government | KUOW News and Information


Bill Radke speaks with City Councilmembers Tim Burgess and Mike O'Brien about proposed legislation that could allow camping on public lands within the city. 

Kratom Gets Reprieve From Drug Enforcement Administration

Oct 12, 2016

It's been a wild ride for kratom lately.

America has a long and storied history with marijuana. Once grown by American colonists to make hemp rope, by 1970, it was classified as a Schedule 1 narcotic. Possession of it was — and is — a federal crime, despite the fact that in recent years 25 states have legalized medical marijuana and four states and the District of Columbia have legalized cannabis for recreational use.

Comic book fans are familiar with the idea of the multiverse: alternate worlds very similar to ours but different enough for plots to come and go without affecting long-term story arcs.

Well, on the Earth-3 where Hillary Clinton is running for president against a traditional, disciplined Republican – and not a Donald Trump, who has declared civil war on other Republican leaders – WikiLeaks' decision to post Clinton campaign chairman John Podesta's private emails would be a major, major news story right now.

The San Francisco Police Department disproportionately targets people of color, a review by the Justice Department's Office of Community Oriented Policing Services has found.

The 400-plus-page report found among other things:

-- Nine out of 11 use of deadly force incidents from 2013 to 2016 involved people of color.

-- Black drivers were "were disproportionately stopped compared to their representation in the driving population."

Hillary Clinton, who has long been public enemy No. 1 for many in the Republican Party, is now making a direct appeal to Republican and independent voters turned off by Donald Trump.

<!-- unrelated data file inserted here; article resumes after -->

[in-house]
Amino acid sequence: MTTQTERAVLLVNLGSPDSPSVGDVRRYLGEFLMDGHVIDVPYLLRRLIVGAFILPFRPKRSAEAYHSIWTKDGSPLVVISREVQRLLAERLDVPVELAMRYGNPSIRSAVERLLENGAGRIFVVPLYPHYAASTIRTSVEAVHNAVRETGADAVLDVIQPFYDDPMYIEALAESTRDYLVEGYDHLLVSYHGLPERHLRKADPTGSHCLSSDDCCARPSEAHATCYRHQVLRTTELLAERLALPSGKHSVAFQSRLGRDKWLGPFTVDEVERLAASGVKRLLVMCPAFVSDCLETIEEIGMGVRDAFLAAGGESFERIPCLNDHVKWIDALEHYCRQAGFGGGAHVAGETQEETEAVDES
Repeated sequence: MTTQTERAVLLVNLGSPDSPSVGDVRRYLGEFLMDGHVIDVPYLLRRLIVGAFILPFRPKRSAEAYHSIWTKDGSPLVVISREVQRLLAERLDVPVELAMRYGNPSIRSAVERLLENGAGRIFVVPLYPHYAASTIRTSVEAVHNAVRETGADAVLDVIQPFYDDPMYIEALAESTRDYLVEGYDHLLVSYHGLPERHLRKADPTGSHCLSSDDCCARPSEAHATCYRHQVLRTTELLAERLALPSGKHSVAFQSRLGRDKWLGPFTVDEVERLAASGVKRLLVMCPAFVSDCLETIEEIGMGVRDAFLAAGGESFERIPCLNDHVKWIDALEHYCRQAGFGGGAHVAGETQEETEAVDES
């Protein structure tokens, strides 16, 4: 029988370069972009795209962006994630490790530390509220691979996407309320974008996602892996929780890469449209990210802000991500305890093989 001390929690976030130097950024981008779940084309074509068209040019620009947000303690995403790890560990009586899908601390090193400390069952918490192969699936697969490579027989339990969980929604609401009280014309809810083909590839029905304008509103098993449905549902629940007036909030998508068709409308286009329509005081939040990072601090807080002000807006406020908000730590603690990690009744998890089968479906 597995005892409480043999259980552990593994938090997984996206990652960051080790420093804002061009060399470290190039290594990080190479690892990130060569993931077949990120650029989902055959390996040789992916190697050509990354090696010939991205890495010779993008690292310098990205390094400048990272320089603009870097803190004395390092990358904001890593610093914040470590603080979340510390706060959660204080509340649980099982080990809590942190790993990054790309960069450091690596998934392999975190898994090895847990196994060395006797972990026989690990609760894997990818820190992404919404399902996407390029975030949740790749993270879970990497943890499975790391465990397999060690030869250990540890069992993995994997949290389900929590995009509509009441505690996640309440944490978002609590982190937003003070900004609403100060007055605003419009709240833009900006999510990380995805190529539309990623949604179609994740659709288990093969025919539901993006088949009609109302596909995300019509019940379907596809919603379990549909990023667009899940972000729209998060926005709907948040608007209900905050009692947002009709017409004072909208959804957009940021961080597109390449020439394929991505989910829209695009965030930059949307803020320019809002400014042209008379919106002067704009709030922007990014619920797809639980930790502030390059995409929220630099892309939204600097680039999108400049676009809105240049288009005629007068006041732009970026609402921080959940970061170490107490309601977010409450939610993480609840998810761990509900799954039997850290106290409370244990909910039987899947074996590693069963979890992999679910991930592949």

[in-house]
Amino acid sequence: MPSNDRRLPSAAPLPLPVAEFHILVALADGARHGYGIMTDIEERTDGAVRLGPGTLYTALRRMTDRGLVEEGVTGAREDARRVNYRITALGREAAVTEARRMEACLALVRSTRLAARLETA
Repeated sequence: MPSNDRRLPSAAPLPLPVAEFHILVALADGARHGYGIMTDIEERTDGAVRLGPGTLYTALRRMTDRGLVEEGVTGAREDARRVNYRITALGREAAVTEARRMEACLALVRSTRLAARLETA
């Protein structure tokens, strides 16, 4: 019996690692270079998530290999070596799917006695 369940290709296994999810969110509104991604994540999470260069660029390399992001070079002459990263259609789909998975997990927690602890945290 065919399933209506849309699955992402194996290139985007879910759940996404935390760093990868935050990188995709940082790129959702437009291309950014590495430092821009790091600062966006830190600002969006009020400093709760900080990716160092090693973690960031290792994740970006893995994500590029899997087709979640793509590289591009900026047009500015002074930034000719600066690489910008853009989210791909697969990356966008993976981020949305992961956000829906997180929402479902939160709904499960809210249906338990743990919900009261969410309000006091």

For months, her campaign has been courting these voters, but as Clinton and her team see it, the events of the past week have given them a much wider opening. Her Republican opponent, Donald Trump, is in open warfare with members of his own party and is still reeling from the release of a 2005 video where he boasted about groping women.

Last spring everything changed for Denver resident Matt Larson.

"One day I was fine," says Larson. "The next I was being rushed by ambulance to Denver Health following two very massive and violent seizures."

The force of the seizures, from the sheer shaking, fractured and dislocated his shoulders and snapped two bones in his back. Soon his providers had life-altering test results.

"They came back and shut the door and said 'you have mass on your brain,' which was tough to hear," says Larson.

Matt Remle drafted the resolution adopted by the Seattle City Council recognizing the ongoing negative consequences of the American Indian boarding schools
KUOW Photo/Isolde Raftery

Monday is Seattle's third annual celebration of Indigenous People's Day. We asked members of our local indigenous community to share what it means to them.